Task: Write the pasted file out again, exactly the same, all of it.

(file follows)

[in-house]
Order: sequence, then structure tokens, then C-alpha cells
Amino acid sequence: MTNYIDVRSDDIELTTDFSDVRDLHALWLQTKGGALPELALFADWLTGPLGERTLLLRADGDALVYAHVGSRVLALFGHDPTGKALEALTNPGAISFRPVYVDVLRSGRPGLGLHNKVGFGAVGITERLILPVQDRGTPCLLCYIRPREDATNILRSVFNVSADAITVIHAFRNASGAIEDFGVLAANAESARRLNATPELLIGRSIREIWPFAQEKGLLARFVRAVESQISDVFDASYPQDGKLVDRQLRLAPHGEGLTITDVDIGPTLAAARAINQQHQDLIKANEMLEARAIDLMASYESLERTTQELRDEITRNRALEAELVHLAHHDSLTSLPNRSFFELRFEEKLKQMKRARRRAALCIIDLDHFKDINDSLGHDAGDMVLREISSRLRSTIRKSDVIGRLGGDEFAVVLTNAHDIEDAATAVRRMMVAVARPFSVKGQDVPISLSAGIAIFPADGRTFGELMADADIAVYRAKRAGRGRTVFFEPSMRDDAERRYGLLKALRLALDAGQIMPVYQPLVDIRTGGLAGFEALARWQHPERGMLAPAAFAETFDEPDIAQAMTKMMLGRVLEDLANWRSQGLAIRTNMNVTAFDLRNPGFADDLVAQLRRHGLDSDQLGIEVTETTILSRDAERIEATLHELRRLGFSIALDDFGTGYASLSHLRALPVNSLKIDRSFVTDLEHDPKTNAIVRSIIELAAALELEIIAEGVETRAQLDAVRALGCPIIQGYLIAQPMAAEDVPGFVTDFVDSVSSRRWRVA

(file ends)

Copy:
[in-house]
Order: sequence, then structure tokens, then C-alpha cells
Amino acid sequence: MTNYIDVRSDDIELTTDFSDVRDLHALWLQTKGGALPELALFADWLTGPLGERTLLLRADGDALVYAHVGSRVLALFGHDPTGKALEALTNPGAISFRPVYVDVLRSGRPGLGLHNKVGFGAVGITERLILPVQDRGTPCLLCYIRPREDATNILRSVFNVSADAITVIHAFRNASGAIEDFGVLAANAESARRLNATPELLIGRSIREIWPFAQEKGLLARFVRAVESQISDVFDASYPQDGKLVDRQLRLAPHGEGLTITDVDIGPTLAAARAINQQHQDLIKANEMLEARAIDLMASYESLERTTQELRDEITRNRALEAELVHLAHHDSLTSLPNRSFFELRFEEKLKQMKRARRRAALCIIDLDHFKDINDSLGHDAGDMVLREISSRLRSTIRKSDVIGRLGGDEFAVVLTNAHDIEDAATAVRRMMVAVARPFSVKGQDVPISLSAGIAIFPADGRTFGELMADADIAVYRAKRAGRGRTVFFEPSMRDDAERRYGLLKALRLALDAGQIMPVYQPLVDIRTGGLAGFEALARWQHPERGMLAPAAFAETFDEPDIAQAMTKMMLGRVLEDLANWRSQGLAIRTNMNVTAFDLRNPGFADDLVAQLRRHGLDSDQLGIEVTETTILSRDAERIEATLHELRRLGFSIALDDFGTGYASLSHLRALPVNSLKIDRSFVTDLEHDPKTNAIVRSIIELAAALELEIIAEGVETRAQLDAVRALGCPIIQGYLIAQPMAAEDVPGFVTDFVDSVSSRRWRVA